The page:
Up All Night: Relaciones Geográficas Take a Road Trip
A librarian and two truckers are on a mission. They will travel for 27 hours, through four states, and at least one of them won’t get much sleep. Their journey involves high-security cargo, a climate-controlled 18-wheeler, and some rare documents from the 16th century. There will be truck stop food, photos with Snapchat filters to document the trip, and, by the end, an invitation to a wedding. View the full article, with photos, here.
Last summer, librarian Brooke Womack was assigned the task of escorting some priceless cargo from the Benson Latin American Collection on a journey from Texas to California. The Huntington in Los Angeles had arranged to borrow four 16th-century documents from the Relaciones Geográficas collection held by the Benson for an exhibition titled Visual Voyages: Images of Latin American Nature from Columbus to Darwin. The show is part of the J. Paul Getty Museum’s Pacific Standard Time: LA/LA initiative, a “far-reaching and ambitious exploration of Latin American and Latino art in dialogue with Los Angeles” that involves collaboration of art institutions across Southern California.
The Relaciones Geográficas, or RGs, are a collection of maps and written questionnaires that were commissioned by the Spanish Crown in 1577 in an attempt to document the population, demographics, languages, terrain, vegetation, and other details of the area known as New Spain. Many of the maps in the collection were created wholly or in part by indigenous artists. The two maps sent to California for display were Guaxtepec (Tepuztlan), Mexico, dated September 24, 1580 (a map of present-day Oaxtepec, Morelos), and Atitlán, Santiago, Guatemala, dated February 1585. The questionnaires are Relación de Metztitlan and Relación de Ixtapalapa.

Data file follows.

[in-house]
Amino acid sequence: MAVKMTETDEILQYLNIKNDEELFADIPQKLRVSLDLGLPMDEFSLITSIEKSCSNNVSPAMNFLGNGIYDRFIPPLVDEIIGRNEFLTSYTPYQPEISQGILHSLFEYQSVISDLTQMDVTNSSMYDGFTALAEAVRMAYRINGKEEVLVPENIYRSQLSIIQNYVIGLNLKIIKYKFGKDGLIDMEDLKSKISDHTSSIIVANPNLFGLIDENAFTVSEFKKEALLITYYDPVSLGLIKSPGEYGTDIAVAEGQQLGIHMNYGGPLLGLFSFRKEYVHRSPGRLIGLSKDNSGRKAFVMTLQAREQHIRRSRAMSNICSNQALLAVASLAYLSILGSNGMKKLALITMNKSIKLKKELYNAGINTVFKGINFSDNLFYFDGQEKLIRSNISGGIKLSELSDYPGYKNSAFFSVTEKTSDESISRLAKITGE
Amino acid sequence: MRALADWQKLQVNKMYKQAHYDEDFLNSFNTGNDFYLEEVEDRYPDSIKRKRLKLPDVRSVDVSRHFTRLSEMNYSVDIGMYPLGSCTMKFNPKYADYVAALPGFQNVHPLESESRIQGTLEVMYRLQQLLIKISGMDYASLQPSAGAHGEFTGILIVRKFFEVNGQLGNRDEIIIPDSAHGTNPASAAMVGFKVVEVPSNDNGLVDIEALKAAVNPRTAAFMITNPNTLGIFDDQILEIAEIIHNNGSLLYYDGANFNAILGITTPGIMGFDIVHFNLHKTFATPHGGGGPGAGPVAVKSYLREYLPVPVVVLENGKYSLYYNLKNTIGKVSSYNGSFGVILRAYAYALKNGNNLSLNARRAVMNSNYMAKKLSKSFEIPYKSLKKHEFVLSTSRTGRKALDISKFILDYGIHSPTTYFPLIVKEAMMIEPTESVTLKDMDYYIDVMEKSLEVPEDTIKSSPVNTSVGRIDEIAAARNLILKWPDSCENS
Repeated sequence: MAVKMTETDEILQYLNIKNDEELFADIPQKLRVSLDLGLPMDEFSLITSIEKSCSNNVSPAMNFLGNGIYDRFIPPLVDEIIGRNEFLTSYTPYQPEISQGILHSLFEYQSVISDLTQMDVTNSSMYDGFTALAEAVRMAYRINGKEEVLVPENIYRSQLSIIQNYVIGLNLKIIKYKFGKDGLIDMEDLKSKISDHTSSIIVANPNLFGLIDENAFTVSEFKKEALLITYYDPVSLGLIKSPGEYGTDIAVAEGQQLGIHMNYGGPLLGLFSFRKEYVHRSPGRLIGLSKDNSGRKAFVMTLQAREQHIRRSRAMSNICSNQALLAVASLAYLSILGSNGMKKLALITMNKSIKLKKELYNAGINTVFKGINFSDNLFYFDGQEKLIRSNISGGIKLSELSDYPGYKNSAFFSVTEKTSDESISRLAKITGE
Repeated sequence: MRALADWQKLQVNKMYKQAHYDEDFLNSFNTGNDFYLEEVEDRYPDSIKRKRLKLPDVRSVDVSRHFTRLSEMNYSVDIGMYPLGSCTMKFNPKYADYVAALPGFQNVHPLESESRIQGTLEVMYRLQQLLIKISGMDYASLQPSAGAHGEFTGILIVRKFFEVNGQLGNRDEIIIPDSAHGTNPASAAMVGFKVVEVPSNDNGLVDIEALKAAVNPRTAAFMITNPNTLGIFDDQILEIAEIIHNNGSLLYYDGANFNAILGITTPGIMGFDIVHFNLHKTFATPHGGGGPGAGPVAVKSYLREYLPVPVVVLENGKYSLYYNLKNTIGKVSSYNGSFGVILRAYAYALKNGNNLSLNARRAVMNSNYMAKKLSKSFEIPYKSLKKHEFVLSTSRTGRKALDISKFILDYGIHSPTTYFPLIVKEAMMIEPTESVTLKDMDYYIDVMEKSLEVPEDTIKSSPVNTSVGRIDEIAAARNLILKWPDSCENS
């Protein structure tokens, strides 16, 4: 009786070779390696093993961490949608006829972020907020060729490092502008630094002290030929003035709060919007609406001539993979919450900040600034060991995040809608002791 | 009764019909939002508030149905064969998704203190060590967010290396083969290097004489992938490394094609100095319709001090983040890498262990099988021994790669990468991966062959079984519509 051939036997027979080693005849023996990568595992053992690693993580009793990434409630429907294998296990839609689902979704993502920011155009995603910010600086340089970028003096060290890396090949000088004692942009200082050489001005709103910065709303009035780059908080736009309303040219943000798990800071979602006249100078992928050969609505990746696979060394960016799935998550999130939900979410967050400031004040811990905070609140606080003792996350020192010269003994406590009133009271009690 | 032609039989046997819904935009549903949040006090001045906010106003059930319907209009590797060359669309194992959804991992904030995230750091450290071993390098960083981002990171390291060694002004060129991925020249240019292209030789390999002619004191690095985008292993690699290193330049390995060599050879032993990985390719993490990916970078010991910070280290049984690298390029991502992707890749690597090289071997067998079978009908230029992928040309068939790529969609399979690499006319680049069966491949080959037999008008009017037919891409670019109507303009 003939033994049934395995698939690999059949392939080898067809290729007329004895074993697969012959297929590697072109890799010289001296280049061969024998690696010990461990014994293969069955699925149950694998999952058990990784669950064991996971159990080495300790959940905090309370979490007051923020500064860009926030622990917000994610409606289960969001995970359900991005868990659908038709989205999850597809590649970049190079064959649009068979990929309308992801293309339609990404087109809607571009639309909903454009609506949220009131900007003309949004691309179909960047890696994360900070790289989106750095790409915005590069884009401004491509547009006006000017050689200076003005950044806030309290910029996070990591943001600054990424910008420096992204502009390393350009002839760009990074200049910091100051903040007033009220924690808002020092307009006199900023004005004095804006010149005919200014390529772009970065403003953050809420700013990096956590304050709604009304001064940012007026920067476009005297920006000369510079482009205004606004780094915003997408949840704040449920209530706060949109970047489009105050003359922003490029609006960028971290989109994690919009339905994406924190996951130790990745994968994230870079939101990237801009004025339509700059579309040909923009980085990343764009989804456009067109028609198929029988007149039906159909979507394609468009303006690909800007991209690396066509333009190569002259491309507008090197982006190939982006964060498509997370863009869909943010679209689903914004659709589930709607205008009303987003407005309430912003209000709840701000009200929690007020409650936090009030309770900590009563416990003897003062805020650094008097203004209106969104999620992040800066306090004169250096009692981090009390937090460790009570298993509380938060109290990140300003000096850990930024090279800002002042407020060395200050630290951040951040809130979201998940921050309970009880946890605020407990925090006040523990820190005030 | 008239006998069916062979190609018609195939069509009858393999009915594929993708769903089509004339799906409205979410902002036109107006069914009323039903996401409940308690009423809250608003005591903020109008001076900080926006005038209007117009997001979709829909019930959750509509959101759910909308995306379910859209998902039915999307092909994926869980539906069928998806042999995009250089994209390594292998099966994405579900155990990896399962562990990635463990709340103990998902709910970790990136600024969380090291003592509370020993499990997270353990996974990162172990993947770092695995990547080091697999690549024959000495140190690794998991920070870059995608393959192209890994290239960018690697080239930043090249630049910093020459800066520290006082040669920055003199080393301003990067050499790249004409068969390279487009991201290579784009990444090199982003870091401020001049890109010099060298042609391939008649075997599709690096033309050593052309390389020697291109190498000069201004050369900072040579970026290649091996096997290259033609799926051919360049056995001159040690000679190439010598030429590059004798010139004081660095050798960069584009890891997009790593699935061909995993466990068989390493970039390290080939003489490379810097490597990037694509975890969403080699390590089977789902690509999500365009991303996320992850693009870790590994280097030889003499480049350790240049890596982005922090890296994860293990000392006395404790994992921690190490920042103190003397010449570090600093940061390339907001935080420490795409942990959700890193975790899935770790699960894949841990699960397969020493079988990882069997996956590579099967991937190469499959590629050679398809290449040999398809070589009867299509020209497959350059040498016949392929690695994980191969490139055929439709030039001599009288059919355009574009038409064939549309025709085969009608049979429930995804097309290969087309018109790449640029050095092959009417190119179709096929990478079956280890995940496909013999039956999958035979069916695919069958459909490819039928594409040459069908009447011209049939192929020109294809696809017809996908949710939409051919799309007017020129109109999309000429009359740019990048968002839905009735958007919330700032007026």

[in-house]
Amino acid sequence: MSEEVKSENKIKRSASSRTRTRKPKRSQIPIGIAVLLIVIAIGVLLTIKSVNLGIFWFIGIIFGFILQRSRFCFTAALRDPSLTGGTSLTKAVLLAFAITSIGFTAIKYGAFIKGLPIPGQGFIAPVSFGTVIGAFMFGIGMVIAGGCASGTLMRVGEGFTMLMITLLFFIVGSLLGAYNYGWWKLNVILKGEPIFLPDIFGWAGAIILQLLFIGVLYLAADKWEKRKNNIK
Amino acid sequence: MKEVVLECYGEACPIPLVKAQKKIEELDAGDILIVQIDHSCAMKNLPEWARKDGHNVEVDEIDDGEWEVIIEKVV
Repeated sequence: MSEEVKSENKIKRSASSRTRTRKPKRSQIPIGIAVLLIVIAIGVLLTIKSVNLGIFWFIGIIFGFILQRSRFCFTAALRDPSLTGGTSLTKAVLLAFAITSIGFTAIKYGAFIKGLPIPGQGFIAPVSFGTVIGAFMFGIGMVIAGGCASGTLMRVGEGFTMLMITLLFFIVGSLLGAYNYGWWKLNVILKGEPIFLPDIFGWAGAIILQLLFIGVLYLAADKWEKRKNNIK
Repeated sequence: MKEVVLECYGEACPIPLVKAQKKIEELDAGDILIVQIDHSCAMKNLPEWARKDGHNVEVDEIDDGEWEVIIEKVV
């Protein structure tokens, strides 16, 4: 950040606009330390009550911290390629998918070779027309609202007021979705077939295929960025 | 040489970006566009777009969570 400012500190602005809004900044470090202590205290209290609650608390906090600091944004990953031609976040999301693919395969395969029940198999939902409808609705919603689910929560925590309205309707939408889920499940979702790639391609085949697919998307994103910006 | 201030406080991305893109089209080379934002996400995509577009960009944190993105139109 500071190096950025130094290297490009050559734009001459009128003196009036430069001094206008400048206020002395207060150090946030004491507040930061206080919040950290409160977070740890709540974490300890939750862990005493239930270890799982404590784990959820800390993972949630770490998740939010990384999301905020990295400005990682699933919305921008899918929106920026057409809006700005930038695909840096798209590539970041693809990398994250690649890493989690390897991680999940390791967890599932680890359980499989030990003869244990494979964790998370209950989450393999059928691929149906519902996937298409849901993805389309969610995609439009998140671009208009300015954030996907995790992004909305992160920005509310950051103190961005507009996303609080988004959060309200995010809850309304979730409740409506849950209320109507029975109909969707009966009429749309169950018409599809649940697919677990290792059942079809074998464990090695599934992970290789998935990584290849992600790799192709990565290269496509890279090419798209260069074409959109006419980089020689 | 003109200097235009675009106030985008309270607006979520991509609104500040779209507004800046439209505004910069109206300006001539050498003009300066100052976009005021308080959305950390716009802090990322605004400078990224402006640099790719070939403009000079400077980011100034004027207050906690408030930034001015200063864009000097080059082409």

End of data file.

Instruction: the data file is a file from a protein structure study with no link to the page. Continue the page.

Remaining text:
Womack’s journey to California as “guardian of the RGs” gives us a glimpse into how rare and priceless materials are handled in the world of library and museum lending. She explains that the process of safely packing and transporting the 16th-century documents was extensive and elaborate. “For the crating of the RGs, we used MasterPiece International, who built and packed the crate,” Womack said. “It took them about two weeks prepare the crate, and then they came to the Benson to pack and secure the RGs. We did all of this in the first floor rare stacks. It took roughly an hour to get the crate in, get it packed, and to secure the crate. Then the next week is when we loaded the crate into the truck.”
The trip would surely have been tedious and somewhat stressful, but Womack embraced the long hours on the road and the hourly checks on her precious cargo in its climate-controlled cabin with good cheer. Here are some excerpts from her notes on the journey, accompanied by photos that range from documentary to humorously doctored.
Read the fulll article and view photos via Portal, LLILAS Benson's online magazine: "Up All Night: A Librarian and Two Truckers Travel Cross-Country with 16th-Century Goods"